Only 35% people received medical attention from qualified medical personnel before dying, according to the government’s Sample Registration Survey (SRS) report, 2015.

While 27% received medical attention at government hospitals, 17% received attention at private hospitals.

As many as 21% people received attention from an untrained person before dying, the data show.

The method of recording medical attention received before death was modified since 2004 to capture deaths that occur specifically at private hospitals and nursing homes.

Among larger Indian states, Himachal Pradesh (51%) reported the highest proportion of deaths in government hospitals and Jharkhand (18%) the lowest.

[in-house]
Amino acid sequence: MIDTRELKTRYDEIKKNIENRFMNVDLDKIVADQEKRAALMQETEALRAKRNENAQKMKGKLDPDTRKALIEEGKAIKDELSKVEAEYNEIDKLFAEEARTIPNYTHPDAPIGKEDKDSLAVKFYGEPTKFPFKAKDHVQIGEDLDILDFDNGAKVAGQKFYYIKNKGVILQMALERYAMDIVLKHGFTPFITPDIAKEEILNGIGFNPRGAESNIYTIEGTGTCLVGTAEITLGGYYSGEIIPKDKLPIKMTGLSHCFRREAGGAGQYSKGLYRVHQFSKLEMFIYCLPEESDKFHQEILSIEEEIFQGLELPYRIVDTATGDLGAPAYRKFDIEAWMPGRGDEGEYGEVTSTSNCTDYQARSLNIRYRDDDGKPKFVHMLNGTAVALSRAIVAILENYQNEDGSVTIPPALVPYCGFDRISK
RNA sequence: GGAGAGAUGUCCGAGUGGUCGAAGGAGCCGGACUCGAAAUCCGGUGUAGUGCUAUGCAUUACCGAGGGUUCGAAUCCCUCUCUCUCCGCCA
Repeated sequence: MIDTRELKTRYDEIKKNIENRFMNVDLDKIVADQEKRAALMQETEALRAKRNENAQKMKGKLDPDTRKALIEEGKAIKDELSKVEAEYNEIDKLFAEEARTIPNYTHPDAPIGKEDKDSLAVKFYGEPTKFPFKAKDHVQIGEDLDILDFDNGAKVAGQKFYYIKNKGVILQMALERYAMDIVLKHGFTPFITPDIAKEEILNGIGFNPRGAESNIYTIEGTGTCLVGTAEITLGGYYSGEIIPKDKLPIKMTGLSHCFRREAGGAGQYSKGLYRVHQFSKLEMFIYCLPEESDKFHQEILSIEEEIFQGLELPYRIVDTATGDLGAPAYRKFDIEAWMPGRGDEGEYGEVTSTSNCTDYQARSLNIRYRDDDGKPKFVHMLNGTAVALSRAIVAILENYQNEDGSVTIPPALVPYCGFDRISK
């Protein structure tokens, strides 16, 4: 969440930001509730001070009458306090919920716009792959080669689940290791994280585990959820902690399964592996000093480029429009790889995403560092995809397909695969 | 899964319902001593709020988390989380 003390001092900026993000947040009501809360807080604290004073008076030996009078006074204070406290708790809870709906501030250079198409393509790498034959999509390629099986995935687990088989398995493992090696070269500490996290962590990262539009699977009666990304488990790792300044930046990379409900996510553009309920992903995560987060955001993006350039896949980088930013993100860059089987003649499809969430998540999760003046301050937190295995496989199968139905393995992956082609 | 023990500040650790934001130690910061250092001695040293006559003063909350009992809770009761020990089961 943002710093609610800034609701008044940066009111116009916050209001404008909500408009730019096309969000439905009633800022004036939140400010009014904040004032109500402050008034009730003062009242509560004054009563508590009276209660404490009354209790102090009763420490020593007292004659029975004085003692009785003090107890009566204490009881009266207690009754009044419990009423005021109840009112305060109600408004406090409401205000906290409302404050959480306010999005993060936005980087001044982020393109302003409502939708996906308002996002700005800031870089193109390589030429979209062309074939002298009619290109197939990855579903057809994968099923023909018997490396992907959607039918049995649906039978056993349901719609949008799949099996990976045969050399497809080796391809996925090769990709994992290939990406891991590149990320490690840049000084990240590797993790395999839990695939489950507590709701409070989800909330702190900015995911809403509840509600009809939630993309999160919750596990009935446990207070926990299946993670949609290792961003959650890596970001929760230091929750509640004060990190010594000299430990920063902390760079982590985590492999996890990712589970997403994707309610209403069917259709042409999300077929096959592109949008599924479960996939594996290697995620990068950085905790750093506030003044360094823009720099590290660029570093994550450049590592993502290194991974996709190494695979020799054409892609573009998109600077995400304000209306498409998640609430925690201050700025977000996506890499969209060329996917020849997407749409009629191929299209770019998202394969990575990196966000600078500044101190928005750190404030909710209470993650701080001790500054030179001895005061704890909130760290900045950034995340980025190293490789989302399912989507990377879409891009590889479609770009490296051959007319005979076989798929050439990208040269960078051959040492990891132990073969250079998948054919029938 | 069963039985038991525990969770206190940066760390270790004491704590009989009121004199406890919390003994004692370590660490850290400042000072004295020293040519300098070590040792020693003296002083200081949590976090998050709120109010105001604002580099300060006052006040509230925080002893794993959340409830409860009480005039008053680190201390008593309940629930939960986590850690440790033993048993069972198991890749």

Kerala (35%) reported the highest proportion of deaths in private hospitals; the lowest was West Bengal (10%).

Odisha (41%) reported the highest percentage of deaths attended by an untrained functionary while Punjab (1.4%) had the lowest.

Haryana (52%) had the highest percentage of deaths attended by qualified professional while Odisha (15%) had the least.

Public-health centres across India’s rural areas–25,308 in 29 states and seven union territories–are short of more than 3,000 doctors, the scarcity rising 200% (or tripling) over 10 years, IndiaSpend reported in February 2016.

Source: SRS Report 2015 Note: Data not available for Andaman & Nicobar, Arunachal Pradesh, Chandigarh, Dadra Nagar Haveli, Daman & Diu, Goa, Lakshwadweep, Manipur, Meghalaya, Mizoram, Nagaland, Puducherry, Sikkim & Tripura.

(Yadavar is a principal correspondent with IndiaSpend.)

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